UCSD targets dendritic spines in promising Alzheimer's approach

Current Alzheimer’s treatments control symptoms without tackling the underlying disease or delaying its progression. Scientists from the University of California, San Diego have created molecules that may be able to protect neuronal function in people with neurodegenerative disease, a potential new take on Alzheimer's disease.

The molecules, benzothiazole amphiphiles, affect the density of dendritic spines, which are thorn-like structures on neurons that receive incoming signals.

"Problems with learning and memory in many neurodegenerative and neurodevelopment disorders, such as Alzheimer’s disease and certain forms of autism or mental retardation involve either loss or misregulation of dendritic spines," said Jerry Yang, a professor of chemistry, in a statement.

The team treated neurons from a brain region critical for forming and recalling memories with the compounds and found that they increased the density of the spines on those neurons. They also prevented the loss of spines that happens when amyloid-beta is present. The protein accumulates in the brains of people with Alzheimer’s disease and is a main target for drug development. The time is ripe for a new tack to counter amyloid-beta, with multiple Alzheimer’s drugs failing in the last couple of years and companies such as Eli Lilly ($LLY) and tandem Roche ($RHHBY) and Biogen ($BIIB) scrambling to revive them.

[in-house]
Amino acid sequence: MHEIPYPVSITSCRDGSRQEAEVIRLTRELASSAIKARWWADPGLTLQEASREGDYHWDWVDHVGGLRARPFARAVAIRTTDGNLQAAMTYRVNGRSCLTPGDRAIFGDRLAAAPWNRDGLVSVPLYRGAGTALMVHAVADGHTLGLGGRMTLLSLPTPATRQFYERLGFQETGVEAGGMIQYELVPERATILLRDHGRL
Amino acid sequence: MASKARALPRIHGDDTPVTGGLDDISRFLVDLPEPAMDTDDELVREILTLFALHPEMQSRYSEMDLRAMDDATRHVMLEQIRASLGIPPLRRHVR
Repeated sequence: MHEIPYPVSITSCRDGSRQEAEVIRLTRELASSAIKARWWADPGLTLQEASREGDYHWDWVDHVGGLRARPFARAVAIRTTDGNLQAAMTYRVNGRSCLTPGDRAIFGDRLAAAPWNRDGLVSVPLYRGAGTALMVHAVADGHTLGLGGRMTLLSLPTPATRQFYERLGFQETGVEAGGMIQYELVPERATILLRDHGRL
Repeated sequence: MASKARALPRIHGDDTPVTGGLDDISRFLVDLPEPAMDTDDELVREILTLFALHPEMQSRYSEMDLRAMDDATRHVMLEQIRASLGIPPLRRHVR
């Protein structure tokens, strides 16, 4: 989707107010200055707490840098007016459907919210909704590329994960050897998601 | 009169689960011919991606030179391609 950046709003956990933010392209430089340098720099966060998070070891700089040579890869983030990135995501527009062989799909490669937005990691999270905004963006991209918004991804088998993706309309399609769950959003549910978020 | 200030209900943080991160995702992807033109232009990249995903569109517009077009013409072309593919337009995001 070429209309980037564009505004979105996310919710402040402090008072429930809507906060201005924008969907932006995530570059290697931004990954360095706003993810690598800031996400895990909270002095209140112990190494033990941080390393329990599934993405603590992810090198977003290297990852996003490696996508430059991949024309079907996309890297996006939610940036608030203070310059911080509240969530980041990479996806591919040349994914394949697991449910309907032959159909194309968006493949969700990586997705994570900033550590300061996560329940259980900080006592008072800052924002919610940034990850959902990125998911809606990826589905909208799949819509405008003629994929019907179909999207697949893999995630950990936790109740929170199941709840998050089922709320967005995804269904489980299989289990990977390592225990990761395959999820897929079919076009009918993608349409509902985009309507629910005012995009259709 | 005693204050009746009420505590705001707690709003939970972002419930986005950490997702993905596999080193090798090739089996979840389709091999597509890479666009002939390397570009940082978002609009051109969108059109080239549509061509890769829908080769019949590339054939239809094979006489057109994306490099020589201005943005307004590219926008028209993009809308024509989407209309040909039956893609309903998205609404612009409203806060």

Previous research has shown that dendritic spine density changes with time, and that increased density is associated with improved memory and learning, the team said in the statement. Benzothiazole amphiphiles show potential not only in heading off spine loss in people with neurodegenerative disease, but also in improving cognition in those with neurodevelopment disorders.

- here's the statement

- and here's the study abstract